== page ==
Canon wants to eliminate humans from production lines

Discussion in 'Digital Photography' started by RichA, May 14, 2012.

  1. RichA

    RichA Guest

    But is there a specific robot to apply the electrical tape??

    Associated Press:

    Canon seeks full automation in camera production

    Yuri Kageyama, The Associated Press
    TOKYO - Canon Inc. is moving toward fully automating digital camera
    production in an effort to cut costs - a key change being played out
    across Japan, a world leader in robotics.

    If successful, counting on machines can help preserve this nation's
    technological power - not the stereotype of machines snatching
    assembly line jobs from workers, Jun Misumi - company spokesman, said

    The move toward machine-only production will likely be completed in
    the next few years, perhaps as soon as 2015, said Misumi, although he
    declined to give specific dates.

    Japanese manufacturers have been moving production abroad recently to
    offset the earnings damage from the soaring yen.

    And fears are growing about a hollowing-out of Japan Inc. as jobs move
    to China, India and the rest of Asia, where labour costs are cheaper.

    Misumi was adamant that jobs won't be cut at Canon.

    "When machines become more sophisticated, human beings can be
    transferred to do new kinds of work," he said.

    Toyota Motor Corp. is also working on beefing up automated production
    not only to cut costs but achieve better quality.

    In a recent plant tour for reporters, Toyota showed how welding got
    much faster and more precise through instantaneous laser-welding.

    Toyota used that technology to make Lexus luxury models move and
    withstand sharp turns better.

    Despite growing pressure from the high yen, Toyota is innovating
    production efficiency to keep annual Japan production at 3 million
    vehicles, about a third of its global production, by reducing costs
    through boosting robotics use.

    Akihito Sano, professor at Nagoya Institute of Technology, said Japan
    needs to do more to fine-tune its sophisticated technology so robotics
    can become more practical, and was doing some soul-searching lately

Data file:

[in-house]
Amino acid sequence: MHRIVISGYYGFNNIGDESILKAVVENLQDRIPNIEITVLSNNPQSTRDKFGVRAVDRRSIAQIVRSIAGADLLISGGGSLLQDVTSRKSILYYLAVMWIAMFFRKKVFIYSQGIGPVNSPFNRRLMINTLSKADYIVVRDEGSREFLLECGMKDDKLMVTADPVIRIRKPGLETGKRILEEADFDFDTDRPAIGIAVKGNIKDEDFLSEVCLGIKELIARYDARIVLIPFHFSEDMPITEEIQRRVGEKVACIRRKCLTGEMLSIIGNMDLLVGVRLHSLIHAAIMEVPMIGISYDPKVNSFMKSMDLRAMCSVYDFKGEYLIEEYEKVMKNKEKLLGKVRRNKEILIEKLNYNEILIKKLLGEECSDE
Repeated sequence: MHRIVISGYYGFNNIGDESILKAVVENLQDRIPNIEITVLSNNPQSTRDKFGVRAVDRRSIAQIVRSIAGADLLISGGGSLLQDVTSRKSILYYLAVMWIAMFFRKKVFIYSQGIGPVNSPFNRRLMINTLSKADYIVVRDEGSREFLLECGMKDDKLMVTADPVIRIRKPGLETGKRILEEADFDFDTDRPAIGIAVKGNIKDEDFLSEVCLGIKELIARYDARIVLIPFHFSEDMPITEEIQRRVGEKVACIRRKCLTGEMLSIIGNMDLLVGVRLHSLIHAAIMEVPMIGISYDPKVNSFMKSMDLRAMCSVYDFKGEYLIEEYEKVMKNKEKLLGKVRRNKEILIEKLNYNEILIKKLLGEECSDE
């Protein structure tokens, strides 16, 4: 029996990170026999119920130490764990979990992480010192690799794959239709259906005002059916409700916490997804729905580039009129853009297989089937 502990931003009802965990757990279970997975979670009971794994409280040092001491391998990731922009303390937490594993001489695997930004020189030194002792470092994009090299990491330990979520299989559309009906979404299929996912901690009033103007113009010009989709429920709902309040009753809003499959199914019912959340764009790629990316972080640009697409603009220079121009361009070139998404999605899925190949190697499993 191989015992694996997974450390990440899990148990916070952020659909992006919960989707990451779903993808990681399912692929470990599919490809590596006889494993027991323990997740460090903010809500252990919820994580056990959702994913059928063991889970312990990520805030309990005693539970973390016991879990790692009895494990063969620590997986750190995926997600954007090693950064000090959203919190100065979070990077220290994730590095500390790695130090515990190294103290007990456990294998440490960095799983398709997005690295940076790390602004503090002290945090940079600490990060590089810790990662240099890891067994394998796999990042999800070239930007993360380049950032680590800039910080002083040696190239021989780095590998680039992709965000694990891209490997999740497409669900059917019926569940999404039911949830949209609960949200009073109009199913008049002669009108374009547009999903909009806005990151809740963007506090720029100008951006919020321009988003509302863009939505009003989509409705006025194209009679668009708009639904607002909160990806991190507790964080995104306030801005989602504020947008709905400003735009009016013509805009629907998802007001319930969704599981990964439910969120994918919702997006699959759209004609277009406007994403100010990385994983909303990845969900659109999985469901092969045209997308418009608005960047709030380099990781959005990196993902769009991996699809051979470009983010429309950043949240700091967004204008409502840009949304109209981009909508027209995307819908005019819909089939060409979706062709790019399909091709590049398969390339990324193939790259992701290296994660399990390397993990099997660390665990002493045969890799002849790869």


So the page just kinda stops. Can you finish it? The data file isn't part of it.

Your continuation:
about practical applications.

    Japan has tended to focus on research and come up with razzle-dazzle
    humanoids and then get been beaten in simple but practical products
    like the Roomba vacuum cleaner by iRobot Corp. of the United States,
    he said.

    Honda Motor Co.'s walking and talking Asimo human-shaped robot comes
    with voice recognition, pours juice into a cup and can run around on
    two legs. But, unlike Roomba, it has yet to enter a real living room
    to do actual vacuuming and it merely plays mascot at events.

    Since the late 1990s, like other manufacturers, Canon began using the
    "cell" production method, in which a team of workers or one worker
    puts together a major part, rather than doing a simple task over and

    In recent years, robots have become so much a part of this cell
    production, Canon calls it "man-machine cell." Eventually, human
    involvement will be phased out in making some products, according to

    In the U.S., Inc. is buying Kiva Systems, which makes
    robots and software to help companies fulfil orders, for $775 million.

    Amazon has been using automation at its order fulfilmentcentres for
    some time. But Kiva's technology is designed to lower costs and will
    be used to help workers pick and pack books.

    Sano, the academic, stressed the need for a system so workers can
    communicate with robots. He also stressed that there will always be
    room for human intelligence, using the Japanese for "craftsmanship,"
    or "takumi."

    "Human beings are needed to come up with innovations on how to use
    robots," said Sano. "Going to a no-man operation at that level is
    still the world of science fiction."
    RichA, May 14, 2012
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